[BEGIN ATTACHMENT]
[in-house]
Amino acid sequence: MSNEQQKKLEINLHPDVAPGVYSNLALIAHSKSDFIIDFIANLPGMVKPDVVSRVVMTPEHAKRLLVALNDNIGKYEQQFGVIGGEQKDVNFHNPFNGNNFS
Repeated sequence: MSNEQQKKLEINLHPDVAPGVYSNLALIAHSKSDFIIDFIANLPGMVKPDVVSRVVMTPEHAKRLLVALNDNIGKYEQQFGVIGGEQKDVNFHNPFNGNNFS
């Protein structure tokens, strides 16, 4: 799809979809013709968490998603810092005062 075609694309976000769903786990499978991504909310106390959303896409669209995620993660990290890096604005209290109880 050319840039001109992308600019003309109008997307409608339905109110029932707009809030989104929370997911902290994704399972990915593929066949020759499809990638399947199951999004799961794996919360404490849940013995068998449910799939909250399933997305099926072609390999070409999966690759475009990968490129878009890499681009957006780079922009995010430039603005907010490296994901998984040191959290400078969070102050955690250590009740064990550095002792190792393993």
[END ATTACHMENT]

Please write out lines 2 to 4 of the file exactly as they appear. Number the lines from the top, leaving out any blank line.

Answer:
Amino acid sequence: MSNEQQKKLEINLHPDVAPGVYSNLALIAHSKSDFIIDFIANLPGMVKPDVVSRVVMTPEHAKRLLVALNDNIGKYEQQFGVIGGEQKDVNFHNPFNGNNFS
Repeated sequence: MSNEQQKKLEINLHPDVAPGVYSNLALIAHSKSDFIIDFIANLPGMVKPDVVSRVVMTPEHAKRLLVALNDNIGKYEQQFGVIGGEQKDVNFHNPFNGNNFS
């Protein structure tokens, strides 16, 4: 799809979809013709968490998603810092005062 075609694309976000769903786990499978991504909310106390959303896409669209995620993660990290890096604005209290109880 050319840039001109992308600019003309109008997307409608339905109110029932707009809030989104929370997911902290994704399972990915593929066949020759499809990638399947199951999004799961794996919360404490849940013995068998449910799939909250399933997305099926072609390999070409999966690759475009990968490129878009890499681009957006780079922009995010430039603005907010490296994901998984040191959290400078969070102050955690250590009740064990550095002792190792393993």